A. Cameron Ward Barristers and Solicitors » Cameron Ward
A. Cameron Ward
Vancouver BC
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The civil lawsuits against the Vancouver Police Department as a result of the so-called “Riot at the Hyatt” in December, 1998 are finally set for trial commencing September 22, 2003 at B.C. Supreme Court in Vancouver. Five Vancouver residents, including a lawyer and a teacher, claim members of the VPD’s Crowd Control Unit assaulted them and are seeking general and punitive damages. The case is scheduled to be heard by judge and jury and is expected to last several weeks.

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The B.C. Supreme Court has rejected an application brought by a number of Vancouver police officers to have Mr. Ward’s allegations against them dismissed. Mr. Justice Romilly ruled that the allegations, if true, would constitute gross negligence or wilful misconduct on their part. A year ago, Mr. Ward was handcuffed, arrested, strip-searched jailed and his car was seized and impounded because police apparently thought he might throw a pie at the Prime Minister of Canada. Although the police acknowledged that all this occurred because of mistaken identity, they refused to apologize. Mr. Ward has sued for general and punitive damages. No trial date has yet been set.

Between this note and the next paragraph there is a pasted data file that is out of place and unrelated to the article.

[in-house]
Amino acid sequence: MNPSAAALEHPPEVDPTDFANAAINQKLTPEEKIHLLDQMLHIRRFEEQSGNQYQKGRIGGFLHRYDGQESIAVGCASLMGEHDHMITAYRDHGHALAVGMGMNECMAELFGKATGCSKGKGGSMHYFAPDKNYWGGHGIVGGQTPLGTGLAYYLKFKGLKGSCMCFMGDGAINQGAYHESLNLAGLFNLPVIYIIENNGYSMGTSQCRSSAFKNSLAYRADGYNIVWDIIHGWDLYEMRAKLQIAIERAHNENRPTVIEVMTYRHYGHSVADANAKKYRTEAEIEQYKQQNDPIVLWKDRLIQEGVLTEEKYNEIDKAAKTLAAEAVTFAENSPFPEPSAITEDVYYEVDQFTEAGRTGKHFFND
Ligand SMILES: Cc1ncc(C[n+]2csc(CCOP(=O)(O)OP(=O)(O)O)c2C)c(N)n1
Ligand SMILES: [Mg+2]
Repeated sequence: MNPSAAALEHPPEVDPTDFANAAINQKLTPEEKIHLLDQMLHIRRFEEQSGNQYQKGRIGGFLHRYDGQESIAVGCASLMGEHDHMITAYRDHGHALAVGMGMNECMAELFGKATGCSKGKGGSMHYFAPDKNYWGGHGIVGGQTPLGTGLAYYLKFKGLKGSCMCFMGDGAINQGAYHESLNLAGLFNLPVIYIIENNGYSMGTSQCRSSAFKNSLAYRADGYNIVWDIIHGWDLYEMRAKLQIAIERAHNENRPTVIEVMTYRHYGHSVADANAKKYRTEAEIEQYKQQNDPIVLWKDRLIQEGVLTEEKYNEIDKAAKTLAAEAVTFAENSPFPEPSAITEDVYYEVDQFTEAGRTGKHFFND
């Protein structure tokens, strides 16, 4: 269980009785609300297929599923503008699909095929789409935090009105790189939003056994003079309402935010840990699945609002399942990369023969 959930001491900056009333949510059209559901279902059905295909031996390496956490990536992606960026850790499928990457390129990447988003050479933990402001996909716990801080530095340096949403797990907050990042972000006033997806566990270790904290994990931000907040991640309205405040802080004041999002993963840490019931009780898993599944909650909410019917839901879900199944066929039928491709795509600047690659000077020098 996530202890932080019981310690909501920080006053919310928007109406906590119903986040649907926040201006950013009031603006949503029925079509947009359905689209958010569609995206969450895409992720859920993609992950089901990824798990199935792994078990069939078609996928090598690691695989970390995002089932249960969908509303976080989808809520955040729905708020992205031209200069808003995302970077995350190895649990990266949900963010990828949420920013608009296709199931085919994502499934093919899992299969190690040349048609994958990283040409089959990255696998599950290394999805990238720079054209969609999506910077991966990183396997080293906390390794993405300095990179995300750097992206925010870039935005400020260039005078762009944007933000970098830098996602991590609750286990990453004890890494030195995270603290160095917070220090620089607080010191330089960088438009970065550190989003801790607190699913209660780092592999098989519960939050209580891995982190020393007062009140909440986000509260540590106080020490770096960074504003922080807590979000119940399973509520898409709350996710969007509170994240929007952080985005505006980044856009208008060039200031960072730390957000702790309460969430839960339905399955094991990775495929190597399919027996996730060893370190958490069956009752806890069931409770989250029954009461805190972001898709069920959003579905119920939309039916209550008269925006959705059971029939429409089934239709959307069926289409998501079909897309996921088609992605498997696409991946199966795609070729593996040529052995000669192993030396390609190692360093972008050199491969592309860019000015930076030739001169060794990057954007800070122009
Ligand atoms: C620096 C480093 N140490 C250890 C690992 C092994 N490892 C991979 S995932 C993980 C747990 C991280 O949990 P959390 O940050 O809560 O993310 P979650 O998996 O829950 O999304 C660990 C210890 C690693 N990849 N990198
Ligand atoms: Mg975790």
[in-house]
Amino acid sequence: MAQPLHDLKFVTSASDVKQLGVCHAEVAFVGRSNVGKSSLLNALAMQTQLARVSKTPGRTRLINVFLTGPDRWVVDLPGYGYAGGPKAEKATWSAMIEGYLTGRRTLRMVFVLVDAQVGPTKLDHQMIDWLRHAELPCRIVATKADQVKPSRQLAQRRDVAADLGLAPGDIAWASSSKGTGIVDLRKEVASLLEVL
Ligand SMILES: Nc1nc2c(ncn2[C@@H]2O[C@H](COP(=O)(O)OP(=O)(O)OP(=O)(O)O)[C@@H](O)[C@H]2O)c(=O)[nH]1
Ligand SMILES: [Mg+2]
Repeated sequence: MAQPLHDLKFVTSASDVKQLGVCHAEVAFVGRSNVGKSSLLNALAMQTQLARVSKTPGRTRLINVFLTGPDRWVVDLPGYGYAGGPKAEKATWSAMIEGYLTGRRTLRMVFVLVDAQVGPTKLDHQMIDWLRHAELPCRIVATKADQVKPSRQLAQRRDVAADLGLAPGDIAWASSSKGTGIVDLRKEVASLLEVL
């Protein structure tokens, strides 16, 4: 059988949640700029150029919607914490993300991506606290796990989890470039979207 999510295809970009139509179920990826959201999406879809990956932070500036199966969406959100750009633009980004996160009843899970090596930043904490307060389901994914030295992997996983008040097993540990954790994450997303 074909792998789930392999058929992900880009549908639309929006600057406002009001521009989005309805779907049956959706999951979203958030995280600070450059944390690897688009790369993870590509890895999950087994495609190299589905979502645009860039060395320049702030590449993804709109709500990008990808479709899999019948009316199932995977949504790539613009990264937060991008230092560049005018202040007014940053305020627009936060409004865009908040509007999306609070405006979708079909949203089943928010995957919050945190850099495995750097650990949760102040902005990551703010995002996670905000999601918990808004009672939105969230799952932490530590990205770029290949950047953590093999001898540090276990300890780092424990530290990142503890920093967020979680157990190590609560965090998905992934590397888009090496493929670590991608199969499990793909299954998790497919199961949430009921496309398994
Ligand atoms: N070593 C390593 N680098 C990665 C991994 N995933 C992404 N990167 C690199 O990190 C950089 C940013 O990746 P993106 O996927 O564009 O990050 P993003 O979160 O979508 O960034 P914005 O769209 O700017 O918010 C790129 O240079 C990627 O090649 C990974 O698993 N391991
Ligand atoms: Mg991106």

A complete copy of the judgment is available here.

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Regional Crown Counsel has advised us that no criminal charges will be laid against two VPD officers who shot and killed Thomas Evon Stevenson on December 7, 2002. Cst. Foster and Sgt. Milligan fired six bullets at Mr. Stevenson, killing him, as he sat in a disabled car on East Pender Street in Vancouver. Mr. Stevenson’s family, including two young children, have commenced a civil action and are pressing for a Coroner’s inquest into the death.

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The Vancouver park board is apparently about to meet to decide whether to seek a court injunction to remove the squatters occupying the area near the cenotaph (“Veterans demand tenters end Victory Square protest”, July 17). City residents might well ask, “isn’t it against the law to camp in a city park; why get an injunction?” Of course it is against the law, pursuant to sections 3, 10 and 11 of the Parks Control By-Law, and the city doesn’t need an injunction to oust the protesters any more than a fish needs a bicycle.